Revolut Claims Profit Amid UK Banking License Uncertainty


Revolut, a British FinTech company, may have moved one step closer to receiving its U.K. banking licence.

According to a Revolut representative, the business is anticipated to approve its 2021 financial records this week as part of an audit.

“Our accounts have been finished, and we anticipate that the news that we are profitable will be confirmed. We aim to file the accounts soon and are really proud of this.

A Financial Times (FT) article from Sunday that cited insiders with knowledge of the situation was also news. It states that the submission, which attests to Revolut’s profitability, is anticipated to be approved by auditor BDO.

Revolut was under pressure to strengthen its internal controls over financial reporting last year after the UK’s Financial Reporting Council discovered that the company’s audits were deficient and carried a significant risk of “misstatement.”

Revolut’s payments division lost a number of important employees in its risk and compliance teams, according to a previous FT investigation.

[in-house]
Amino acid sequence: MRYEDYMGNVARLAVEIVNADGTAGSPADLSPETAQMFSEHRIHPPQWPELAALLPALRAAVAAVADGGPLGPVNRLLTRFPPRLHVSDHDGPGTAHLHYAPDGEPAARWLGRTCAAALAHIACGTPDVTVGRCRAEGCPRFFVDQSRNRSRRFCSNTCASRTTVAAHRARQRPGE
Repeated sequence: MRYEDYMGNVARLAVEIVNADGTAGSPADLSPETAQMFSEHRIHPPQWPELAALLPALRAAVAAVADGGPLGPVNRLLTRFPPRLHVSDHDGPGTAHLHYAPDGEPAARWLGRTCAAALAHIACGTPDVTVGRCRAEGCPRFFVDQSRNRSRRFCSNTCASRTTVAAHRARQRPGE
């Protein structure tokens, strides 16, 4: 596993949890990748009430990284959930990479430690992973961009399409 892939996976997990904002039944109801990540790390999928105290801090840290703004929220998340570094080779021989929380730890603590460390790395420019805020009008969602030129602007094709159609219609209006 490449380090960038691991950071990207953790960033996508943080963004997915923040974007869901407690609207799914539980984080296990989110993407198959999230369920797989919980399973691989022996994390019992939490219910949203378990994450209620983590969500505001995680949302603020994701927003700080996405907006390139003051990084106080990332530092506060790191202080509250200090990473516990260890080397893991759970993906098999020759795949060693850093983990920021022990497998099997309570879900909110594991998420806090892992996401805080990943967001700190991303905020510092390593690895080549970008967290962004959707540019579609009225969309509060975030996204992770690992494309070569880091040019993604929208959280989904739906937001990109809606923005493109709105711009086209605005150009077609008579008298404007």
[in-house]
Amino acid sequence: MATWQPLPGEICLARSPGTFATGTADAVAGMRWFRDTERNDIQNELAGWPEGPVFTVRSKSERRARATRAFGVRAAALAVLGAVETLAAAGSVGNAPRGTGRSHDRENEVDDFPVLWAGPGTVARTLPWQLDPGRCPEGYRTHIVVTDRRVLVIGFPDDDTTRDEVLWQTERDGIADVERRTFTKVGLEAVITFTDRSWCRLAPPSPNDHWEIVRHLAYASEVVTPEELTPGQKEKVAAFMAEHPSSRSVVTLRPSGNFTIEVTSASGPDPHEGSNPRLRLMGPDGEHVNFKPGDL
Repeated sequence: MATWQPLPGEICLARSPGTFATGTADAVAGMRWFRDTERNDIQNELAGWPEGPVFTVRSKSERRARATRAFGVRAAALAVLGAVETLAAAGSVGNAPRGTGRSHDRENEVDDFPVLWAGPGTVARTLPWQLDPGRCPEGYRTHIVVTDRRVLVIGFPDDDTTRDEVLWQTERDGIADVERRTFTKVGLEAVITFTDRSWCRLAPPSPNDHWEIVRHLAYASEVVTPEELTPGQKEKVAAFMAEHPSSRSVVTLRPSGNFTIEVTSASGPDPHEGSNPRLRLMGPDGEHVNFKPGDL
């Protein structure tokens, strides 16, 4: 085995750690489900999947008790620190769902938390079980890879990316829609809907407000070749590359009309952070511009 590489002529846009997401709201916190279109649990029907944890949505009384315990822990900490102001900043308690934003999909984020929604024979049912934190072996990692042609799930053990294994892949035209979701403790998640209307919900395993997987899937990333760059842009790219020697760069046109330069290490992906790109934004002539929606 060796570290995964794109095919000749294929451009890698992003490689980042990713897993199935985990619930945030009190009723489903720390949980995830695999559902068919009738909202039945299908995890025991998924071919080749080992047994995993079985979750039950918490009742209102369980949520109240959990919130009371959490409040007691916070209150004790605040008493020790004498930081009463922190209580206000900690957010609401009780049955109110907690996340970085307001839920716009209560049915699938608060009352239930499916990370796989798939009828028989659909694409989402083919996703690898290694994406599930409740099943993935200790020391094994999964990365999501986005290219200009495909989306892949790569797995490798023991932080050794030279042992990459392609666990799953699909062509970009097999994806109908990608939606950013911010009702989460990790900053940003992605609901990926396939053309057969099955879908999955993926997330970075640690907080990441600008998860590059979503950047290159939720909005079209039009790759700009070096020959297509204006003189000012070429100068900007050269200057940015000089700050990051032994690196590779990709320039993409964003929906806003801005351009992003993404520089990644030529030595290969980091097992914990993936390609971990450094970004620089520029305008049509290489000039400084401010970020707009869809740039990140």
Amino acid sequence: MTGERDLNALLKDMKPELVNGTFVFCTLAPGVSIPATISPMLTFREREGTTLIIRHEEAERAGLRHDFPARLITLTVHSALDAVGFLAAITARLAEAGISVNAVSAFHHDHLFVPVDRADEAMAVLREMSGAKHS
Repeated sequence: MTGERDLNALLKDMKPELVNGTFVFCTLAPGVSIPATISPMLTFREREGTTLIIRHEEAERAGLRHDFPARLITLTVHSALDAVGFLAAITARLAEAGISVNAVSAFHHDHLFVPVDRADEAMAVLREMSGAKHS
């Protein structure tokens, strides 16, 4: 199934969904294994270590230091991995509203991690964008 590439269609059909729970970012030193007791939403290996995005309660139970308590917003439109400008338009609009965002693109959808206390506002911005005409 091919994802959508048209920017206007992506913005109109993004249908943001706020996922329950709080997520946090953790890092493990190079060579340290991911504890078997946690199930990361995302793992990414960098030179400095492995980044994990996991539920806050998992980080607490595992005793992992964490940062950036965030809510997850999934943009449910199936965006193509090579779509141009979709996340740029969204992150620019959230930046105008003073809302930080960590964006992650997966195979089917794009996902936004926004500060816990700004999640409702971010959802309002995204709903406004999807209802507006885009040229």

Because they’re being beaten up by their authorities, the auditors are being much more difficult today, a source told the FT.

A different source claimed that Revolut needed to enhance “unsexy aspects like its back office and controls” since it requires a culture more akin to a bank than a startup company.

The prolonged wait for the report has cast a shadow on the company’s finances as authorities push it to strengthen its audits and internal controls for financial reporting, as was noted last month in an article about neobanks striving to become profitable.

Neobanks that haven’t made a profit yet would probably claim that business is a marathon, not a sprint, the author said. But those who don’t will face further pressure to provide an explanation now that several of the top companies in the sector have reported positive margins.

Revolut provided Irish users with local bank accounts last month as part of its ongoing effort to expand throughout Europe.